Veterans need to know that the youth today have not forgotten the sacrifices they made.
For this reason, Maple Ridge writer Joe Robinsmith endeavoured to include more children in this year's Honouring Our Veterans poetry contest held in conjunction with The TIMES.
Engagement was achieved, said Robinsmith, noting that there were six youth entries in the competition's inaugural run last year. By contrast, this year the kids entries exceeded 40, and were of such a high calibre, that judges were forced to pick five rather than three winners in the age five to 12 category.
In fact, contest participation overall was almost double last year, with about 80 poems submitted into this competition.
Webster's Corners Elementary teacher Erin Kieneker, for instance, submitted 17 entries on behalf of her Grade 6-7 students.
They made a class assignment out of it. Kieneker saw the poem contest as a way to share her passion for writing, and specifically poetry, while engaging the children in a look at war.
The children were asked to brainstorm about veterans, then asked to hunt out powerful images that could help motivate and inspire their writing.
She's so impressed with the results and the participation and interest of the children in the subject, that she's hoping to make involvement in the poetry contest an annual project.
Five of her students also put together video presentations that, along with their poems, will be shared during the school's Remembrance Day assembly on Thursday morning.
The same goes for the works of a few Grade 4-5 students at Albion Elementary class.
Teacher Michelle Lockhart is new to the school and teaching, and just after learning she was responsible for teaching a poetry curriculum, she heard of the veteran poetry competition and thought the fit was ideal.
"I thought it would be a great way to introduce free verse poetry while opening the lines of classroom communication for an important topic," Lockhart said.
In addition to penning their own poems, her students also studied and choral read John McCrae's legendary Remembrance Day poem, In Flanders Field.
"I think it is important to not only create new poetry, but to read and reread well-known poetry," Lockhart said, noting the class will be presenting that during their school's assembly, also being held Thursday.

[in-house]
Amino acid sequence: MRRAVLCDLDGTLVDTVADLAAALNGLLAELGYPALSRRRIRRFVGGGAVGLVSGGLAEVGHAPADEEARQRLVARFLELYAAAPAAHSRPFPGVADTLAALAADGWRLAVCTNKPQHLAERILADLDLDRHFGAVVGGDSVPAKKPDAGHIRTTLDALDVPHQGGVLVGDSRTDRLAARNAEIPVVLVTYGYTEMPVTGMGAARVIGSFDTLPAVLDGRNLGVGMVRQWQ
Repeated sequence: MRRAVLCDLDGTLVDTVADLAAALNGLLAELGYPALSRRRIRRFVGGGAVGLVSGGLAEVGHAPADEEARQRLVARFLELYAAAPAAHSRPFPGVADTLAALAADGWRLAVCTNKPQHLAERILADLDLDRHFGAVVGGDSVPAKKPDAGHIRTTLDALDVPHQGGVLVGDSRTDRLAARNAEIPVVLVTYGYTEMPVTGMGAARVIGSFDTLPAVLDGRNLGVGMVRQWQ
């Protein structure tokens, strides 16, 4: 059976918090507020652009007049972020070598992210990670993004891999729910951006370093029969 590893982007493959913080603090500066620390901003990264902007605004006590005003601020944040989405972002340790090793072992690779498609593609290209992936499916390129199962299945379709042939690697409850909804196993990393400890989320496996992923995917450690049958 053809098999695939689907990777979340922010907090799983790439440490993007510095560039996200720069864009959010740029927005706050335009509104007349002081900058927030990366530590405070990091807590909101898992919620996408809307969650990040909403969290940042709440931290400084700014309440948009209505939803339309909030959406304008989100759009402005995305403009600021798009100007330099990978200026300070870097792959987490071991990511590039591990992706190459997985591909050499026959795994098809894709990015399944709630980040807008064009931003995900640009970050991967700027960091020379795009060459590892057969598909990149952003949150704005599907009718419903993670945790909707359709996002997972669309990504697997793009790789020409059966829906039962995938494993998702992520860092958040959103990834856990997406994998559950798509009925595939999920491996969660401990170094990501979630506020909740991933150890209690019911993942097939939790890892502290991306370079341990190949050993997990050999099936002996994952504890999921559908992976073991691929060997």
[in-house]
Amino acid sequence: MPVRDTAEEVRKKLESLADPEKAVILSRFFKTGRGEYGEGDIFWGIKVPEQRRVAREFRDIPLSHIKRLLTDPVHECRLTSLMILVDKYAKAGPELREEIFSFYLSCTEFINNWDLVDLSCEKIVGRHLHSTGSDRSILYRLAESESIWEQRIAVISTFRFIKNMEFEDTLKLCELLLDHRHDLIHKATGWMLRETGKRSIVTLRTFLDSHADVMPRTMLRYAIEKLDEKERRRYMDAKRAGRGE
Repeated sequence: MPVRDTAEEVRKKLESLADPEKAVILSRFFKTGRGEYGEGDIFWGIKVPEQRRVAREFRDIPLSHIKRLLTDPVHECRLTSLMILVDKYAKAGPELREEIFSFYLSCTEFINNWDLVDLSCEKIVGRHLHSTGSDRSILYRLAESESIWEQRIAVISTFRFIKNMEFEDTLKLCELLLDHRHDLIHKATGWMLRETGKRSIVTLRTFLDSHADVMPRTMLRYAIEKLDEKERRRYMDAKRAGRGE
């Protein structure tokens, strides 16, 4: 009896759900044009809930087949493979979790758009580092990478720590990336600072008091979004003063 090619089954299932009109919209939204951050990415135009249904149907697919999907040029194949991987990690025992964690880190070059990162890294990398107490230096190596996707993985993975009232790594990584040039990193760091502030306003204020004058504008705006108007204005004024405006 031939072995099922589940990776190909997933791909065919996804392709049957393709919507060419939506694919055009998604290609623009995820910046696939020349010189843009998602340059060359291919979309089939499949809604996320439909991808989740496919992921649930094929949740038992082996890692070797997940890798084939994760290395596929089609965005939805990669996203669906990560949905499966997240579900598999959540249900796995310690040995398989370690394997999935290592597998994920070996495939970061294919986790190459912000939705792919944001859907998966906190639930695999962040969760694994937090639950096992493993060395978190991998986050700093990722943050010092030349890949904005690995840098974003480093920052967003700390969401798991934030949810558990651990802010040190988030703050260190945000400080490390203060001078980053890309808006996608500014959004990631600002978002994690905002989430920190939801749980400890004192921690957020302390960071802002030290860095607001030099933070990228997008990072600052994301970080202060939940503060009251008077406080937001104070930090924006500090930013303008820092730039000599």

"I believe Remembrance Day is an important discussion to have with students as war is still very much a part of everyday life for people in many countries. Being in a safe and peaceful country, I think it can be easy to forget about both the current and past wars, however, it is important to learn from the past and not forget tragedies that have occurred," said Lockhart, who confirmed more than 20 of her students' poems were entered.
The contest organizer, Robinsmith, concurs. That's why he approached school superintendent Jan Unwin earlier this year, and was grateful for her participation in spreading the word about the poetry contest and encouraging participation.
"The soldiers returning from these conflicts need to be held up as the heroes that they truly are, giving up their lives and sometimes their sanity for a country that does not show its appreciation. There are no ticker tape parades for these men and women. The youth of our communities need to be able to show that all of our soldiers are remembered, appreciated, and held up as heroes for protecting the peace of the world," he said.
"Without the youth remembering or really displaying that appreciation, our veterans will slowly pass into the history books and the current soldiers will never understand how much we need them."
The deadline for the poetry contest has passed, but it's not all over, just yet. The contest culminates with a public reading on Remembrance Day.
Entrants are encouraged to attend, and the winners will be announced, during a ceremony in The ACT lobby from 1 to 2 p.m. on Nov. 11.
Spectators and visitors alike are asked to bring a donation for the Friends In Need Food Bank.
The ACT lobby
11944 Haney Pl., Maple Ridge From 1 to 2 p.m.
Winners will be announced and entrants are invited to read.